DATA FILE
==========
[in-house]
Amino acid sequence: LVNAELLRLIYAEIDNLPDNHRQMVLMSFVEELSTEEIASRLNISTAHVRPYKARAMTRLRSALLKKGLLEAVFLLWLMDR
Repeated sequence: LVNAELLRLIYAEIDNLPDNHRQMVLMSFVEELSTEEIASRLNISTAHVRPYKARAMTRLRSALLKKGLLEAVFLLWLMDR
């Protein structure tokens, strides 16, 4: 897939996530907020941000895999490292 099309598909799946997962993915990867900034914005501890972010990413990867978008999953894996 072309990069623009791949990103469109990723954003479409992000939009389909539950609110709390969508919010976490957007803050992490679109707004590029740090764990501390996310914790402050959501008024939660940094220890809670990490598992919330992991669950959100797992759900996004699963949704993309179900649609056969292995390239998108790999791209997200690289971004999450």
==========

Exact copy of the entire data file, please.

[in-house]
Amino acid sequence: LVNAELLRLIYAEIDNLPDNHRQMVLMSFVEELSTEEIASRLNISTAHVRPYKARAMTRLRSALLKKGLLEAVFLLWLMDR
Repeated sequence: LVNAELLRLIYAEIDNLPDNHRQMVLMSFVEELSTEEIASRLNISTAHVRPYKARAMTRLRSALLKKGLLEAVFLLWLMDR
């Protein structure tokens, strides 16, 4: 897939996530907020941000895999490292 099309598909799946997962993915990867900034914005501890972010990413990867978008999953894996 072309990069623009791949990103469109990723954003479409992000939009389909539950609110709390969508919010976490957007803050992490679109707004590029740090764990501390996310914790402050959501008024939660940094220890809670990490598992919330992991669950959100797992759900996004699963949704993309179900649609056969292995390239998108790999791209997200690289971004999450």